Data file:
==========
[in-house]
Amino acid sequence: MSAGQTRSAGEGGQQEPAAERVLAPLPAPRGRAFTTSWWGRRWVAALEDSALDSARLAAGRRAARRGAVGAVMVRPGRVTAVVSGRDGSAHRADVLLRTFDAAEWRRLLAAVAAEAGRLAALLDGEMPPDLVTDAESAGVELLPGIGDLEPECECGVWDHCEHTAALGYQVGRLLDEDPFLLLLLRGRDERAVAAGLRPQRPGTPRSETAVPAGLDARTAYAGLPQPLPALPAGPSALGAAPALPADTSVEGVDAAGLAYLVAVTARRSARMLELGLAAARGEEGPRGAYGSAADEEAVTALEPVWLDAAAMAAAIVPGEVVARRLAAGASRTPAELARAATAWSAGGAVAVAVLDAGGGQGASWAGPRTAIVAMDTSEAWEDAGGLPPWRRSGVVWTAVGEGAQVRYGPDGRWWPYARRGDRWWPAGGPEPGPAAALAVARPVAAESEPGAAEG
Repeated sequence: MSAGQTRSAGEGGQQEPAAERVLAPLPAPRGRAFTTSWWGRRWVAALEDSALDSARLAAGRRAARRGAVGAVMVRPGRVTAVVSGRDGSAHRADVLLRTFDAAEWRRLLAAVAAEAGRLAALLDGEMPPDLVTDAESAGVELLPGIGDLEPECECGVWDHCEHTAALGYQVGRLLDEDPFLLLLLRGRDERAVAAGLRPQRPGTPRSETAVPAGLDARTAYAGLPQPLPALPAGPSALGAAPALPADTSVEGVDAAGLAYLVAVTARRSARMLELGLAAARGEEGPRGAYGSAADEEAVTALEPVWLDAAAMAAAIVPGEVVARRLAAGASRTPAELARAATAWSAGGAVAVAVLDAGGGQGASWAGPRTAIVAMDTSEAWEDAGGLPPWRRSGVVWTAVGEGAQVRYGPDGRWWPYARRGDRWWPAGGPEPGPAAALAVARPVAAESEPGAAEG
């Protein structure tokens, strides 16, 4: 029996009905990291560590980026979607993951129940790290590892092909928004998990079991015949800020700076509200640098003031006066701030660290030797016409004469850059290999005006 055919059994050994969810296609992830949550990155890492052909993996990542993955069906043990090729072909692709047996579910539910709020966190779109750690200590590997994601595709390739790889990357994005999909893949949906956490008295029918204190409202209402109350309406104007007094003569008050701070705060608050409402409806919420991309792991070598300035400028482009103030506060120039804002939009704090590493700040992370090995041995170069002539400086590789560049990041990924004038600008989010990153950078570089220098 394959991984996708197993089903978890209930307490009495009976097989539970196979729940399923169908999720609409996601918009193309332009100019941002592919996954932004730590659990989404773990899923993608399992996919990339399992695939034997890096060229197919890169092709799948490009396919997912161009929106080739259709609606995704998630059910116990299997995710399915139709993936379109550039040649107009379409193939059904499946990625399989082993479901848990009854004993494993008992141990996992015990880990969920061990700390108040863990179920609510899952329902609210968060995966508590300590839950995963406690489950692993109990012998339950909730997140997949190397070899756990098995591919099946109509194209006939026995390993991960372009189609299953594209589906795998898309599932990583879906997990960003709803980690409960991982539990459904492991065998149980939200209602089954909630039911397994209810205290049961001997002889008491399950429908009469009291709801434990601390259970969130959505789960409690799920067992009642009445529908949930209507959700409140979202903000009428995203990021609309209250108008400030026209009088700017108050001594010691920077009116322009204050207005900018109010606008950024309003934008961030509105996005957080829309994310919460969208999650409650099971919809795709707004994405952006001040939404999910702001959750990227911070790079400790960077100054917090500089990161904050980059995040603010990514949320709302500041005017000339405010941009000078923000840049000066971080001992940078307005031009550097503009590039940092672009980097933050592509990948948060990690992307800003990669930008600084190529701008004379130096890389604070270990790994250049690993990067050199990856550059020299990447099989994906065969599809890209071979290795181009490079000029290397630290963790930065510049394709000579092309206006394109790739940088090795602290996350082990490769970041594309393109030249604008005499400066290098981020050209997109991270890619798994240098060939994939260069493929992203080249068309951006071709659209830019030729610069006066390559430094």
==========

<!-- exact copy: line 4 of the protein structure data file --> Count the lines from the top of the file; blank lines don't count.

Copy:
């Protein structure tokens, strides 16, 4: 029996009905990291560590980026979607993951129940790290590892092909928004998990079991015949800020700076509200640098003031006066701030660290030797016409004469850059290999005006 055919059994050994969810296609992830949550990155890492052909993996990542993955069906043990090729072909692709047996579910539910709020966190779109750690200590590997994601595709390739790889990357994005999909893949949906956490008295029918204190409202209402109350309406104007007094003569008050701070705060608050409402409806919420991309792991070598300035400028482009103030506060120039804002939009704090590493700040992370090995041995170069002539400086590789560049990041990924004038600008989010990153950078570089220098 394959991984996708197993089903978890209930307490009495009976097989539970196979729940399923169908999720609409996601918009193309332009100019941002592919996954932004730590659990989404773990899923993608399992996919990339399992695939034997890096060229197919890169092709799948490009396919997912161009929106080739259709609606995704998630059910116990299997995710399915139709993936379109550039040649107009379409193939059904499946990625399989082993479901848990009854004993494993008992141990996992015990880990969920061990700390108040863990179920609510899952329902609210968060995966508590300590839950995963406690489950692993109990012998339950909730997140997949190397070899756990098995591919099946109509194209006939026995390993991960372009189609299953594209589906795998898309599932990583879906997990960003709803980690409960991982539990459904492991065998149980939200209602089954909630039911397994209810205290049961001997002889008491399950429908009469009291709801434990601390259970969130959505789960409690799920067992009642009445529908949930209507959700409140979202903000009428995203990021609309209250108008400030026209009088700017108050001594010691920077009116322009204050207005900018109010606008950024309003934008961030509105996005957080829309994310919460969208999650409650099971919809795709707004994405952006001040939404999910702001959750990227911070790079400790960077100054917090500089990161904050980059995040603010990514949320709302500041005017000339405010941009000078923000840049000066971080001992940078307005031009550097503009590039940092672009980097933050592509990948948060990690992307800003990669930008600084190529701008004379130096890389604070270990790994250049690993990067050199990856550059020299990447099989994906065969599809890209071979290795181009490079000029290397630290963790930065510049394709000579092309206006394109790739940088090795602290996350082990490769970041594309393109030249604008005499400066290098981020050209997109991270890619798994240098060939994939260069493929992203080249068309951006071709659209830019030729610069006066390559430094």